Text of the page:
M

  15. #15
    CRH
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    Fabuchicki: Your arrangement of colors is striking. I'm thinking you aced the hardest part of this design!!!!!

  16. #16
    Cordelia's Avatar
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    That is an awsome quilt! I am going to do it. I'm going to buy that book tomorrow and DO IT!

    Ruth, thanks for the link. I went there and when I read it, I immediately changed my fabric choice. The fabric I was going to use was too busy.

    Makes me think some of the bright Christmas fabrics from last year (and on 40 percent discount) would be a outstanding choice for this project.

    A design wall is a must, I see. I don't have one. But, I can lay them all out on the floor and go upstairs and lean over the rail and look down on it.

    The thing I can't figure out is how do you sew a bunch of hexagons together?

    What about this for a possible choice?

    Attached Images Attached Images

  17. #17
    Senior Member Jaynie's Avatar
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    Cordelia, I have done a "one block wonder" and have another on the design wall. If you go to "pictures" and go back to April 1st you will see my quilt. It is soooo much fun. I too was a little intimidated at first, but once I got the hang of it, I loved it. It is so much fun to see how each block turns out. It really isn't hard if you just follow the instructions. Good luck.

  18. #18
    Senior Member Jaynie's Avatar
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    Cordelia, I noticed you ask how to sew hexagons together........well you don't. You must have a design wall. You arrange everything on the design wall then you actually sew the triangles in rows. You just have to be really careful to keep them in the right order as you take them down to sew. (if you don't have a design wall you can hang a cheap blanket or the back side of a vinyl table cloth on the wall, your pieces will cling nicely without pins) I bought two 4X8 sheets of styrofoam insulation ( 1 inch or more thickness) covered them with batting, hinged them with duct tape and they can stand along or befolded up and stored away. I am about to permanately attach mine to the wall but you don't have to.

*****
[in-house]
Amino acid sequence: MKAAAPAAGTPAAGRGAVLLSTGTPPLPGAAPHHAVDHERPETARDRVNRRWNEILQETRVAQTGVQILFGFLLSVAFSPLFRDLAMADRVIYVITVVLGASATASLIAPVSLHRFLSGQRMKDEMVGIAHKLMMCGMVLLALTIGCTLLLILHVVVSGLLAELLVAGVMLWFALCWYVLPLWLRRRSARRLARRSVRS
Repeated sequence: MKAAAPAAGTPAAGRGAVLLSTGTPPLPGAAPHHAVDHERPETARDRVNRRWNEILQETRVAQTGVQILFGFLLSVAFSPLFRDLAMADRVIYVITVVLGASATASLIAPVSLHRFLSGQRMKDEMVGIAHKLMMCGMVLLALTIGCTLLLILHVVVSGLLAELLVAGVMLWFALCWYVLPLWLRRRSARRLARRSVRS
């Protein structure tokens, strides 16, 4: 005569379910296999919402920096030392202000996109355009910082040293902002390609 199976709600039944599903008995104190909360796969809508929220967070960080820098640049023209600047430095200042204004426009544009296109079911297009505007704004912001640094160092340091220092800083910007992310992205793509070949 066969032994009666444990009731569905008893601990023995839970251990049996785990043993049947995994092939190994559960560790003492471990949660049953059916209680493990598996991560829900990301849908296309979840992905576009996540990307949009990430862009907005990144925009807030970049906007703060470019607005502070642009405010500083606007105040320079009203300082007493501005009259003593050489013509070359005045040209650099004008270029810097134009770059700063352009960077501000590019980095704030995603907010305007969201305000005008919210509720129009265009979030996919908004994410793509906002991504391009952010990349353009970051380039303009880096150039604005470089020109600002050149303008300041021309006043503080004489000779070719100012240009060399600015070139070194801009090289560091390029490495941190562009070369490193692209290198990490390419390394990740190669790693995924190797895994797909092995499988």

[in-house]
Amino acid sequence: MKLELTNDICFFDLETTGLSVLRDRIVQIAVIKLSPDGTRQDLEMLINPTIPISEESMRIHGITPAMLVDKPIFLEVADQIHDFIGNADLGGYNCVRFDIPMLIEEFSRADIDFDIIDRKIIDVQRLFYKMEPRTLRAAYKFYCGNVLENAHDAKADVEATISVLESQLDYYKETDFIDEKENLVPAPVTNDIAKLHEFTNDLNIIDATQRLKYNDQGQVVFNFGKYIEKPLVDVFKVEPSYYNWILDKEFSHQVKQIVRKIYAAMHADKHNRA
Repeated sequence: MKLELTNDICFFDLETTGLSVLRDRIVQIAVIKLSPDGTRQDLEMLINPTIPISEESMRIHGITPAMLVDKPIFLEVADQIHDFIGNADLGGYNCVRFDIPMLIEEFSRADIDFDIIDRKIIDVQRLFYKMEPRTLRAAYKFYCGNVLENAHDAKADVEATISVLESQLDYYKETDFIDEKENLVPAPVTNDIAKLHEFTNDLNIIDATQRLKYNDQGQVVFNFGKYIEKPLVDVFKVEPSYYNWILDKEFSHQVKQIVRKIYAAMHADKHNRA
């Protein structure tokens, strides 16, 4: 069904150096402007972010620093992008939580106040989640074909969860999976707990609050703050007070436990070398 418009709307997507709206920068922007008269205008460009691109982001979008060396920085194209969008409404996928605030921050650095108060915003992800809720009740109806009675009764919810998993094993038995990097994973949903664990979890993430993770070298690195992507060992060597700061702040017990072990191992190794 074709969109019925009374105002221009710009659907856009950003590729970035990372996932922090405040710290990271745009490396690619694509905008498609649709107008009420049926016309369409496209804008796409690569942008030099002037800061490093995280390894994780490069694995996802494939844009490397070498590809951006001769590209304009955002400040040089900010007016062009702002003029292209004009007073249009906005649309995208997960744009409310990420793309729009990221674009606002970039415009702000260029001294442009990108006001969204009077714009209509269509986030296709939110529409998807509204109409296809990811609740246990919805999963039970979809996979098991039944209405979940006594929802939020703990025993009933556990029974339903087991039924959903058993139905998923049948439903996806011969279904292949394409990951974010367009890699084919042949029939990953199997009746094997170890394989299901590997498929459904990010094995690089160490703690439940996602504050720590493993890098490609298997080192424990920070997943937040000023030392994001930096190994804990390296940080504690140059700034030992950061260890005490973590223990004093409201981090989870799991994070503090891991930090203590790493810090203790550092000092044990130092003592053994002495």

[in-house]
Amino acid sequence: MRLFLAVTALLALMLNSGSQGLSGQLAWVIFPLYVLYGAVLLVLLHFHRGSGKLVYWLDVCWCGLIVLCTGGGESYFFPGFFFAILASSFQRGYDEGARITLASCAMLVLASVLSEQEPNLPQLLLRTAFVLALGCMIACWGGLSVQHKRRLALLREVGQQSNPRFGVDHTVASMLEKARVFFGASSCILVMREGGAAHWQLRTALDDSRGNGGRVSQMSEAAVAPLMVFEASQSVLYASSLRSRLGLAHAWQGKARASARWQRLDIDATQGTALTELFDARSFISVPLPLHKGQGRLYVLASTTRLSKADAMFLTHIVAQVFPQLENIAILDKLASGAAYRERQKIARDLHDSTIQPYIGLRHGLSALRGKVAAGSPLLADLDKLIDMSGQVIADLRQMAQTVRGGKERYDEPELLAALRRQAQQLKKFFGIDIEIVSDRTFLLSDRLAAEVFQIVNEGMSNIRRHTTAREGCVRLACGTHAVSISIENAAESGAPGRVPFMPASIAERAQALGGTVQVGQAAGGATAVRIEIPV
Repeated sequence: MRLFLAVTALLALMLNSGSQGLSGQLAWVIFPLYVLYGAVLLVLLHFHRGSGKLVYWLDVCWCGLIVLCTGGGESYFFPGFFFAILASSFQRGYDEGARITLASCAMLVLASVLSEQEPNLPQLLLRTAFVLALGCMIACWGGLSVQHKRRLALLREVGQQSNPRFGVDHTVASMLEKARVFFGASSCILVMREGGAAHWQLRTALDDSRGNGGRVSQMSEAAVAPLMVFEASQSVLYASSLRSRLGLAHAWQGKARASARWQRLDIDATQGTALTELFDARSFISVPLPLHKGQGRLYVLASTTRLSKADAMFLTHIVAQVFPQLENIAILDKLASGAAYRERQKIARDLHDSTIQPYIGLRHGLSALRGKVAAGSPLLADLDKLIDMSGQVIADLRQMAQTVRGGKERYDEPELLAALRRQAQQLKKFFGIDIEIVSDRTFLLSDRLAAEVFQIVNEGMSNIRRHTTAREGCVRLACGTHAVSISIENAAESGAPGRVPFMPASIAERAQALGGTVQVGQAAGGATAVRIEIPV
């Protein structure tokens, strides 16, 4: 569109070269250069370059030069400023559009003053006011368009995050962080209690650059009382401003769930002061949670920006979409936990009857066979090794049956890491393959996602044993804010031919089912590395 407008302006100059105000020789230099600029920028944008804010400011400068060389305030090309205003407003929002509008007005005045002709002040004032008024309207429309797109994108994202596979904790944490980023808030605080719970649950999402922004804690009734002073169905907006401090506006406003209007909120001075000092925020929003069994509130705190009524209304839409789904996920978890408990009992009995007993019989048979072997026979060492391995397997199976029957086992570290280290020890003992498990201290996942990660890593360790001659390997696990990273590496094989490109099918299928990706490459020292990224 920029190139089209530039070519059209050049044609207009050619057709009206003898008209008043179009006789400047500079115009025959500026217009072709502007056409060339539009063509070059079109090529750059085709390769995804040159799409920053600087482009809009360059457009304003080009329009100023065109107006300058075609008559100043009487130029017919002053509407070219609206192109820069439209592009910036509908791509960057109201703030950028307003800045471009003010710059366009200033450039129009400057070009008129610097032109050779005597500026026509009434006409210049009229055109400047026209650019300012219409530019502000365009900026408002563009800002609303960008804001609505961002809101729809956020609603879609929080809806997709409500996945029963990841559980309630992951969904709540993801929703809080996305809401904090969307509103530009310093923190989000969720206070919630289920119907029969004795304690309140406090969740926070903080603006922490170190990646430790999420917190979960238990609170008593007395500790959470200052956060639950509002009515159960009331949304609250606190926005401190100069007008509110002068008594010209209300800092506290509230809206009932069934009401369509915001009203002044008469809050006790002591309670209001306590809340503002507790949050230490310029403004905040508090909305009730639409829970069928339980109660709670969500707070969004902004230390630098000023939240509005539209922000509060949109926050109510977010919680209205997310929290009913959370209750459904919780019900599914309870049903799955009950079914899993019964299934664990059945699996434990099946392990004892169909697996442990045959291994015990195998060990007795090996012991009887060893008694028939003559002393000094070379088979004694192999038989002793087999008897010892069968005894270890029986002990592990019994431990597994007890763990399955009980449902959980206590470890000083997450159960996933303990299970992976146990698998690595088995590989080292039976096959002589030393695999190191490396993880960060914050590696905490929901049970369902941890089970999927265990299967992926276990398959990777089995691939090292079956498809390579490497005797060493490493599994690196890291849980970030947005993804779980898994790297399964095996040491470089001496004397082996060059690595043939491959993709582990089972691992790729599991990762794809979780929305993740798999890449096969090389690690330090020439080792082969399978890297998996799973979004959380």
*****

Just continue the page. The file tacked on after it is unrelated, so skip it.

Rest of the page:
19. #19
    Junior Member fabuchicki's Avatar
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    That fabric will be OK but you will have animal faces cut at odd angles if you don't mind that ...

    As for sewing it together, I did the same thing to make a design wall but at that time I didn't have one and simply laid it out on the floor and picked them up as I went along. I actually sewed them together two rows at a time in triangles. (3 pieces on the bottom and one on top and then sewed the 4 piece triangles together) Does that make sense? 2 rows at a time horizontally. You can't make hexagons is my point.

    I'd better stop typing before I confuse myself more! :wink:

  20. #20
    Cordelia's Avatar
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    You're right. That animal fabric is also too busy.

    I want something that will be black and goldish anyway.




  21. #21

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    Hi just finished a 60 degree triangle one block wonder - i was advised to use largeish pattern with background - if the pattern overlaps you don't get the right effect apparently. (will try and post pictures)

    I battled to "see" the end result from the fabric until I was shown the mirror trick ... two mirror tiles stuck together with tape like a hinge and then you open the mirrors and put them on the fabric as you move the mirrors around you can see the type of blocks you will get - its a bit like a kalidescope. Hope this makes sense!!

    The actual quilt was easier than it looks, the cutting and deciding on the design was the difficult part. My design wall was a sheet pinned to the curtains in the lounge!

    I sewed the pieces in columns and then you had a straight line to join them.

    It was a super pattern to do and I would certainly do it again.

  22. #22

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    Here goes - hope I have got it right ...

    The quilt top - no borders yet
    Name:  Attachment-9336.jpe
Views: 21
Size:  122.4 KB

    the original fabric
    Name:  Attachment-13537.jpe
Views: 20
Size:  111.0 KB

    detail of one of the "stars"
    Name:  Attachment-55097.jpe
Views: 17
Size:  101.1 KB

  23. #23
    Super Member SaraSewing's Avatar
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    Ruth, That is awesome. It is so artistic. I loved your photos to explain how you put it all together, the fabric used, etc.. Thanx for sharing.

  24. #24
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    Beautiful!!!

  25. #25
    Cordelia's Avatar
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    Wow, Ruth! Thanks for the pictures. I downloaded one of them and could see how you sewed them.

    I thought you sewed them as hexagons and then sewed these hexagons together and I couldn't imagine how to sew multiple sides together.

    That is an awsome choice of fabric too. It's just GAW-JUS.

    I'm so psyched about trying one. But, I can't pick my fabric. I want to use some of my own fabric. I don't want to have to buy the fabric.